Four retiring professors awarded Order of Pacific

Gary Litton, Gene Pearson, Bill Swagerty and Linda Webster

For decades of exceptional service, four University of the Pacific professors have been selected to receive the university’s highest honor, the Order of Pacific:

•    Gary Litton, professor of civil engineering; 
•    Eugene Pearson, professor of geological and environmental sciences; 
•    William Swagerty, professor of history; and 
•    Linda Webster, professor and senior associate dean for Benerd College.

The award was established 70 years ago to recognize faculty, staff and regents for outstanding contributions over many years.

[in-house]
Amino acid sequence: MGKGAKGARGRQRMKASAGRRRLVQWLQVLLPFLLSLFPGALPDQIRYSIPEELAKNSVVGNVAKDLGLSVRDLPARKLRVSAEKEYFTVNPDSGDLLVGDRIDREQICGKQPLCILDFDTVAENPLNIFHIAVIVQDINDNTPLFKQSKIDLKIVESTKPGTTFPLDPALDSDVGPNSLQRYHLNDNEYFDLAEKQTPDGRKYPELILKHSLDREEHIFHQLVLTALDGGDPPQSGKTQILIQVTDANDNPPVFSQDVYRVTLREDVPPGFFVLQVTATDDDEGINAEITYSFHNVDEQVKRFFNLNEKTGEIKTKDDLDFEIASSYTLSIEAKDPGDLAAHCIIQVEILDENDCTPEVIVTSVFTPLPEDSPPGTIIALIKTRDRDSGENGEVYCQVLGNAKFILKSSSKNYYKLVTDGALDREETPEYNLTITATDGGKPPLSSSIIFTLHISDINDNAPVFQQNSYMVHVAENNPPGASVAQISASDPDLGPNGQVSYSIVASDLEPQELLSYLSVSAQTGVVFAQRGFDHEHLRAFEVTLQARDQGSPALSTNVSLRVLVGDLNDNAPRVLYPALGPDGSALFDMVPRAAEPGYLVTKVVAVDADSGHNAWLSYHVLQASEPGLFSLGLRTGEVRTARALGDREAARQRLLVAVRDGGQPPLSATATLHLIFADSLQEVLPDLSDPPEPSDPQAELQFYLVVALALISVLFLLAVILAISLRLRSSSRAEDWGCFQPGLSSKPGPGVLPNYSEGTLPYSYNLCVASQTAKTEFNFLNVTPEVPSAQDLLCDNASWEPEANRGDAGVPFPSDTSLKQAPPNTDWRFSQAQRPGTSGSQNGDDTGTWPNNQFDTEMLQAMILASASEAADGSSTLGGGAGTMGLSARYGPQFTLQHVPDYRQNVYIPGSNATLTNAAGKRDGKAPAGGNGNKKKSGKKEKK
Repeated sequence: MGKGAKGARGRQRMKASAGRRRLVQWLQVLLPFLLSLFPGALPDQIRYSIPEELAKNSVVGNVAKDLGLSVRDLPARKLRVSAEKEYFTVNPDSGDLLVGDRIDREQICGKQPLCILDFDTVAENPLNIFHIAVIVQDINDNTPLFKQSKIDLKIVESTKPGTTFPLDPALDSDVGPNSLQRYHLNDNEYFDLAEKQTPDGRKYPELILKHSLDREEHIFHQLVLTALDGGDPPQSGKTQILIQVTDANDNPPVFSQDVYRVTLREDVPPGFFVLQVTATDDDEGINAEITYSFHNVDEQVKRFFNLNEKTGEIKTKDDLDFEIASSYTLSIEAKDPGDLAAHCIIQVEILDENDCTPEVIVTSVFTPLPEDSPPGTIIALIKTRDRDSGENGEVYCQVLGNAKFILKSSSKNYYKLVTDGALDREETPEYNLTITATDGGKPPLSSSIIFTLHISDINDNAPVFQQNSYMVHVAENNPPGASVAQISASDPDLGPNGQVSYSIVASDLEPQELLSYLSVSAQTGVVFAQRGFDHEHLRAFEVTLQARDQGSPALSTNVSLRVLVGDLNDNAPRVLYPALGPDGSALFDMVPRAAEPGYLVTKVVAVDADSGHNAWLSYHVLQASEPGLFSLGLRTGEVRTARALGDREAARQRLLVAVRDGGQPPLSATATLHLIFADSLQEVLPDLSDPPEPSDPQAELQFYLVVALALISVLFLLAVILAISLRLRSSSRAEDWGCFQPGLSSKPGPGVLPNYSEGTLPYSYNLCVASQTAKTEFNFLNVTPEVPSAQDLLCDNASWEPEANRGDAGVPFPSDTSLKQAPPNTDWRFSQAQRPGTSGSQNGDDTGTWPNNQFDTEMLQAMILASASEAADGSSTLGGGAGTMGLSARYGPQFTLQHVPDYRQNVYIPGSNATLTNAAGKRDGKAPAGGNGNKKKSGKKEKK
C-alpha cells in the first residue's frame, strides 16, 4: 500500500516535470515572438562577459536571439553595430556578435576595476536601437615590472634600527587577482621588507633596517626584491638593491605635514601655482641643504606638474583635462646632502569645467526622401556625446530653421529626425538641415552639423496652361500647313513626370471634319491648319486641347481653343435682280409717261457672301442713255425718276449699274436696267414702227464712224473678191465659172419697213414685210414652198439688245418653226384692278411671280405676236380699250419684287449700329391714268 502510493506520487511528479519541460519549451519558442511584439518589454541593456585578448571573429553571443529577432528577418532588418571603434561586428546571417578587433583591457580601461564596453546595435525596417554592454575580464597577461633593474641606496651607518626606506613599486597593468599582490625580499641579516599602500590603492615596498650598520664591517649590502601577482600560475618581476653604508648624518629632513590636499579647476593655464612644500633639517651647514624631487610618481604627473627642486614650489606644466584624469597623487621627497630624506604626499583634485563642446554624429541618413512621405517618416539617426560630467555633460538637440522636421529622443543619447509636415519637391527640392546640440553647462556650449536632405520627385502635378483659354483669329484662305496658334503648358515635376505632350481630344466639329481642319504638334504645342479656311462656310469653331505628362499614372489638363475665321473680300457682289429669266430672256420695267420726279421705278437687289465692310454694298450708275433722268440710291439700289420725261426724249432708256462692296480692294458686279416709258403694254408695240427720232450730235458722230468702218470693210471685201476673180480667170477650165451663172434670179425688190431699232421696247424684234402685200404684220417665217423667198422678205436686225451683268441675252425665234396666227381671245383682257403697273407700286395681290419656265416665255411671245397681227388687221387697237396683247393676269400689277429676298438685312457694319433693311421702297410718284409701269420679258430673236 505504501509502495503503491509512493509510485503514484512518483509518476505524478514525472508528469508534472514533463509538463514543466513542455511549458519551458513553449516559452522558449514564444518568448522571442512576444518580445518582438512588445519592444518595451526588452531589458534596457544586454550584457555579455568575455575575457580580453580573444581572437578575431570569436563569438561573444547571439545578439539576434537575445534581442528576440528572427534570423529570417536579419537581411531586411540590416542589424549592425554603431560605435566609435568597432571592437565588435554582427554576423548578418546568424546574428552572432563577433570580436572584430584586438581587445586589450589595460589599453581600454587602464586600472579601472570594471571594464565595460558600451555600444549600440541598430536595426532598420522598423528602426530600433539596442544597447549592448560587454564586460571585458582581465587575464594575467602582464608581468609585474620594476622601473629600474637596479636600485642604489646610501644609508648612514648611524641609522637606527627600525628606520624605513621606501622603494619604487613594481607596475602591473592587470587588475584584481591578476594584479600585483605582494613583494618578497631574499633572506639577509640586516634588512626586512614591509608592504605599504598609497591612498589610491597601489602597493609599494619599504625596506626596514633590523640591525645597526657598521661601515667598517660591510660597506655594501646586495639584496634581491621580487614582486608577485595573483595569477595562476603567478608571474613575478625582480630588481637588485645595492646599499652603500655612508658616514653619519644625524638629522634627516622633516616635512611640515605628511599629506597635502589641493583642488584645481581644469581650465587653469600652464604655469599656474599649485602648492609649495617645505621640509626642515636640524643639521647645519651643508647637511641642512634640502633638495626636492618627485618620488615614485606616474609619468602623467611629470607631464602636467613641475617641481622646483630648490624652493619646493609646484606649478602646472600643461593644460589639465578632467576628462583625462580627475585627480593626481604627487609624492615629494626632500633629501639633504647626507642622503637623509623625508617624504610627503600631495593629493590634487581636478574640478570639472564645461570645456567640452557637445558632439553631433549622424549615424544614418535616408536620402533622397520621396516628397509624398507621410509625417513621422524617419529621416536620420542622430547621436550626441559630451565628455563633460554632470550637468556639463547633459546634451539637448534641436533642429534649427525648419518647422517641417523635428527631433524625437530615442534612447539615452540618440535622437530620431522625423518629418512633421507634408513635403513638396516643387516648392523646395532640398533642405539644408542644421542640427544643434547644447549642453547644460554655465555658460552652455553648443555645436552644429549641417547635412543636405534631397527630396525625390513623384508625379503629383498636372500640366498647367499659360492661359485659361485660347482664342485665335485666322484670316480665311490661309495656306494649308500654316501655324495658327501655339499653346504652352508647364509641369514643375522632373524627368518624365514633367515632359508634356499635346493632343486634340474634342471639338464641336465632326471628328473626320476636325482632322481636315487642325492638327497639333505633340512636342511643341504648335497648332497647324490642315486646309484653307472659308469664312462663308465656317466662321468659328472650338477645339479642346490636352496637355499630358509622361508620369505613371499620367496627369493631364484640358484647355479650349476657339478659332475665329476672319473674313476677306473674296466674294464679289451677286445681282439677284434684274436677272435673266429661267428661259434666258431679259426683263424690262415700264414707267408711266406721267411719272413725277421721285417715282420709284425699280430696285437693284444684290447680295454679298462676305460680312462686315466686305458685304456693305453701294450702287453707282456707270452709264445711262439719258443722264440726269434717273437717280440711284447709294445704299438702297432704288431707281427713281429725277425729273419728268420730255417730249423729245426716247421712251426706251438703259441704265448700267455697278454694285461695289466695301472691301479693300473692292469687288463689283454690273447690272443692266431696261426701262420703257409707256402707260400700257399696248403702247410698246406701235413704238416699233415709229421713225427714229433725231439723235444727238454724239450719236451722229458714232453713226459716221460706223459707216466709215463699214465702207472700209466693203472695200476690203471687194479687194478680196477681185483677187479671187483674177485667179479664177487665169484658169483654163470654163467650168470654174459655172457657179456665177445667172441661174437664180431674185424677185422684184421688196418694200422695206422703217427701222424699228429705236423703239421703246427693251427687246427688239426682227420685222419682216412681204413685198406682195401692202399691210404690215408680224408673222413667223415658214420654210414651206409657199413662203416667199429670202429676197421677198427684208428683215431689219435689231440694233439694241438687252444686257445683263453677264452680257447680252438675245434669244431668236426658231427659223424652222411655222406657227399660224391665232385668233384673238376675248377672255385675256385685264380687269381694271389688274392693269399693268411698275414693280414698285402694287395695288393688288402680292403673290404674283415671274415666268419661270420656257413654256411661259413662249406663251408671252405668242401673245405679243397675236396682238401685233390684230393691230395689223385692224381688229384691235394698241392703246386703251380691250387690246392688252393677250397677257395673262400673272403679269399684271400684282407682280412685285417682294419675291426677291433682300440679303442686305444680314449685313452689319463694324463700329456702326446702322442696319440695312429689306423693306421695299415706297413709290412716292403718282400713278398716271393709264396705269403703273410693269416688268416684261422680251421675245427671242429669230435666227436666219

The honorees’ contributions are impactful and wide ranging, from improving the region’s water quality to advancing knowledge of California and Native American history.

The most significant, and one of the most important marks they share, is the lasting impact on their students. 

Gary Litton

Gary Litton, Professor of Civil Engineering

Gary Litton’s extensive research on water quality has made a significant impact on the region.

He is equally proud of his work with students and often brings students into his lab to gain experience.

He has worked on almost 30 grants resulting in about $1.5 million in funding. Most were for researching water quality issues in the San Joaquin River and south Delta region. 

“A lot of our work was focused on solving the dissolved oxygen depletion in the deep water ship channel of the San Joaquin River,” said Litton. “It was quite a team effort, and our studies led to a demonstration project to actually fix the problem.”